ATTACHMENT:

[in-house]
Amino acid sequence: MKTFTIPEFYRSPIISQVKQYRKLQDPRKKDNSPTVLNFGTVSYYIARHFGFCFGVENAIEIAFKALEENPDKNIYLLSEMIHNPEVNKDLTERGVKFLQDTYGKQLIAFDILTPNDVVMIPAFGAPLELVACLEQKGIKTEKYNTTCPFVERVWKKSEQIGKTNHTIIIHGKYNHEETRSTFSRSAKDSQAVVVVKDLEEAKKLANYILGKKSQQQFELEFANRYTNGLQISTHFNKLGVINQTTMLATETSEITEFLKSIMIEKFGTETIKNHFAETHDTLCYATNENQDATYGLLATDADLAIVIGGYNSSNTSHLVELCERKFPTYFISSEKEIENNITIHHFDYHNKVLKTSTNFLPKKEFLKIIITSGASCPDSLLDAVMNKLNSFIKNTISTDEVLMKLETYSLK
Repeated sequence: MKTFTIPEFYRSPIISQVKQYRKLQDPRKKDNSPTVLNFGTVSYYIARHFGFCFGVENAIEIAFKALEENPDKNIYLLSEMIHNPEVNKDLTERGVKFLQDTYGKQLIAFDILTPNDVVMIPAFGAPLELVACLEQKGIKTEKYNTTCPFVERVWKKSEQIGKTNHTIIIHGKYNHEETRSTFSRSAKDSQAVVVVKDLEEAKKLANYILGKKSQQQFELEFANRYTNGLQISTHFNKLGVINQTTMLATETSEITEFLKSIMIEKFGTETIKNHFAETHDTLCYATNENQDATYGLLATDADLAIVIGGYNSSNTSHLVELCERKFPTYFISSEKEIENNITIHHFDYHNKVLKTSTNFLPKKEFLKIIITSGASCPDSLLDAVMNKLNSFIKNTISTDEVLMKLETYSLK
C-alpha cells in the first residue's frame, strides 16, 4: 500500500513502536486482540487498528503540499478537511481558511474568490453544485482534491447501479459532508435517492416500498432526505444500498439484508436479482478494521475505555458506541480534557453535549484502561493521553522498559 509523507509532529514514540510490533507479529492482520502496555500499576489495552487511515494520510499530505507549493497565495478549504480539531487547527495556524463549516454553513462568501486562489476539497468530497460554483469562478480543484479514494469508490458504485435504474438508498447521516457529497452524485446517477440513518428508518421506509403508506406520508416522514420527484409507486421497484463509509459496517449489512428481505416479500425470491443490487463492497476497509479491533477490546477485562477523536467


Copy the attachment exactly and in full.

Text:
[in-house]
Amino acid sequence: MKTFTIPEFYRSPIISQVKQYRKLQDPRKKDNSPTVLNFGTVSYYIARHFGFCFGVENAIEIAFKALEENPDKNIYLLSEMIHNPEVNKDLTERGVKFLQDTYGKQLIAFDILTPNDVVMIPAFGAPLELVACLEQKGIKTEKYNTTCPFVERVWKKSEQIGKTNHTIIIHGKYNHEETRSTFSRSAKDSQAVVVVKDLEEAKKLANYILGKKSQQQFELEFANRYTNGLQISTHFNKLGVINQTTMLATETSEITEFLKSIMIEKFGTETIKNHFAETHDTLCYATNENQDATYGLLATDADLAIVIGGYNSSNTSHLVELCERKFPTYFISSEKEIENNITIHHFDYHNKVLKTSTNFLPKKEFLKIIITSGASCPDSLLDAVMNKLNSFIKNTISTDEVLMKLETYSLK
Repeated sequence: MKTFTIPEFYRSPIISQVKQYRKLQDPRKKDNSPTVLNFGTVSYYIARHFGFCFGVENAIEIAFKALEENPDKNIYLLSEMIHNPEVNKDLTERGVKFLQDTYGKQLIAFDILTPNDVVMIPAFGAPLELVACLEQKGIKTEKYNTTCPFVERVWKKSEQIGKTNHTIIIHGKYNHEETRSTFSRSAKDSQAVVVVKDLEEAKKLANYILGKKSQQQFELEFANRYTNGLQISTHFNKLGVINQTTMLATETSEITEFLKSIMIEKFGTETIKNHFAETHDTLCYATNENQDATYGLLATDADLAIVIGGYNSSNTSHLVELCERKFPTYFISSEKEIENNITIHHFDYHNKVLKTSTNFLPKKEFLKIIITSGASCPDSLLDAVMNKLNSFIKNTISTDEVLMKLETYSLK
C-alpha cells in the first residue's frame, strides 16, 4: 500500500513502536486482540487498528503540499478537511481558511474568490453544485482534491447501479459532508435517492416500498432526505444500498439484508436479482478494521475505555458506541480534557453535549484502561493521553522498559 509523507509532529514514540510490533507479529492482520502496555500499576489495552487511515494520510499530505507549493497565495478549504480539531487547527495556524463549516454553513462568501486562489476539497468530497460554483469562478480543484479514494469508490458504485435504474438508498447521516457529497452524485446517477440513518428508518421506509403508506406520508416522514420527484409507486421497484463509509459496517449489512428481505416479500425470491443490487463492497476497509479491533477490546477485562477523536467